Take, for example, the decline in student and teacher truancy. According to 8th-grade student self-reports, the rate of absenteeism declined significantly between 2007 and 2009. Teacher absenteeism also dropped noticeably over these same two years. The days on which 98 percent or more of the teachers were at school climbed from about 68 percent to approximately 85 percent.
Instead of congratulating the district on this improvement, the committee cautions: “It is important to note…that the fact that teacher absenteeism is correlated with achievement does not mean that the absenteeism causes the low achievement. There are many other factors, such as school safety, that affect both teacher absenteeism and student achievement. This is just one example of the many limitations of these data.”
In this passage we see a certain bias at work. The incidence of student and teacher truancy declined, the committee admits. But that hardly proves Rhee was a success or that students, in order to learn, need the stability that comes with the presence of their regular teacher. Perhaps school safety also improved, but the committee makes no effort to gather statistics on this point or carry out a case study to see whether Rhee had worked to make schools safer. We are simply left with the caution that a drop in the rate of absenteeism might not prove anything.
Comparing D.C. to Other Big Cities
The committee also acknowledges a notable climb in test scores on the DC CAS test and says that “NAEP shows increases similar to those seen on the CAS.” But, it says, “in comparison with other urban districts, the District’s scores were similar; many others also showed consistently significant gains.”
Really? At the 4th-grade level, D.C. students in math and reading gained 6 scale score points between 2007 and 2009, while the average gain in the other 10 cities for which comparable data are available was only 1 point and 2.2 points, respectively. In 8th-grade math, the D.C. gains were 7 points, as compared to an average of 2.9 points for the other cities. Only in 8th-grade reading does the District of Columbia lag behind, dropping a point, while the others gained 1.7 points (see Figure 3).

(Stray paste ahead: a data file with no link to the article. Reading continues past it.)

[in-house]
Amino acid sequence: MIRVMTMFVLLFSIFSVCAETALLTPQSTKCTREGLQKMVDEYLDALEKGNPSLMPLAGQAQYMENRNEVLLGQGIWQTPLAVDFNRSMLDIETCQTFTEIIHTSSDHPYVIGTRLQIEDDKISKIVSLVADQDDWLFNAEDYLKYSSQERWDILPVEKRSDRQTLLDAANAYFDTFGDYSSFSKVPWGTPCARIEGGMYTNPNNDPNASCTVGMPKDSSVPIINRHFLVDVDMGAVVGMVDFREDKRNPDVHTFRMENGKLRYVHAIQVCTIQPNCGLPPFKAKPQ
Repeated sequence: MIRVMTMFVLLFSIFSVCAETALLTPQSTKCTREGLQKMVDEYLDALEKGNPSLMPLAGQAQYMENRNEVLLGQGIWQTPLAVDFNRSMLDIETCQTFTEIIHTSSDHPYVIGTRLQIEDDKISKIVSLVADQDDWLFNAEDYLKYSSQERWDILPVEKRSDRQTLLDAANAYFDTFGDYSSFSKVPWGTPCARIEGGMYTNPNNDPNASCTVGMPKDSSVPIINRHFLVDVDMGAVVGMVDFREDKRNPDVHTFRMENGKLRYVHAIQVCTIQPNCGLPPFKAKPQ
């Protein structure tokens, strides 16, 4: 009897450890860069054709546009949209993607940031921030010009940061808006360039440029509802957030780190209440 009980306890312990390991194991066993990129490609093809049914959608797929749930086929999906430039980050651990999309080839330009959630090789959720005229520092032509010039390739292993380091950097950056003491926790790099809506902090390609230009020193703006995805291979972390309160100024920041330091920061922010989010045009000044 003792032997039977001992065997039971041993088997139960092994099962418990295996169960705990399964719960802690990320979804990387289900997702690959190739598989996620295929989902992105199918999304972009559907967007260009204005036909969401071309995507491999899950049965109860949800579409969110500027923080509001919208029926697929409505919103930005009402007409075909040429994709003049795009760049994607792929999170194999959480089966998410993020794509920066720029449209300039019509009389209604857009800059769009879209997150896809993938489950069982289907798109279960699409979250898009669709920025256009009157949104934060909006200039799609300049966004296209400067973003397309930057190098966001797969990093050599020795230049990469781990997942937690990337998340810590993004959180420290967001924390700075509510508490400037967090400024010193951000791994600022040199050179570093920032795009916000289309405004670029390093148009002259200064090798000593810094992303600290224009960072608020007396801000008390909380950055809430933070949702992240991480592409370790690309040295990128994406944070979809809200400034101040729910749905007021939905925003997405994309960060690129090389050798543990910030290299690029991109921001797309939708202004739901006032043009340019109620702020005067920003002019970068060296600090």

Do Demographics Explain Gains?
The committee next worries over whether the gains may be due to a change in the composition of the student population in D.C. “The composition of students tested in DCPS…has changed markedly since 2007,” the report says. “These patterns could bias the…statistics.” Education Week’s reporter was told that “the numbers of students with disabilities or limited English proficiency fell during that time. The district also had fewer black students and more white and Hispanic students by 2010.”
But is there any reason to believe the gains on the NAEP between 2007 and 2009 were attributable to a shift in the D.C. demography? Did high-income whites and blacks bring their children into the district’s public schools, while low-income blacks and Hispanics moved out? According to the committee’s own report, signs point in the opposite direction. The percentage of students identified as economically disadvantaged grew from 63 percent in 2007 to 70 percent in 2009. The percentage African American slipped slightly from 85 percent to 83 percent of the total, but the percentage Hispanic increased from 9 percent to 10 percent, while the white population rose from 4 percent to 5 percent. Those needing instruction in the English language increased from 7 percent to 10 percent. It’s true that the percentage identified as in need of special education budged downward by 1 percentage point, but the participation rates of special education students on the NAEP increased by 1.5 percent over the two-year period. Nothing in these data indicates that the D.C. schools had fewer challenges in 2009 than they had in 2007.
In all the numbers Rhee’s critics have assembled, the two facts that stand out have nothing to do with test scores, but rather with student and teacher absenteeism. One does not know how quickly leaders can have an impact on student learning, but strong educational leaders are known for their impact on school culture. If we take Rhee at her word, changing culture was what she was trying to do, and those falling absenteeism indicators suggest that she may have had an effect, even in a short period of time. It’s even possible that a change in the D.C. school climate accelerated learning gains. About that one cannot be certain when only two years of NAEP data are available. But one can be quite sure that a case against Rhee has yet to be established.
Paul E. Peterson directs Harvard’s Program on Education Policy and Governance.
A footnoted version of this article is available here.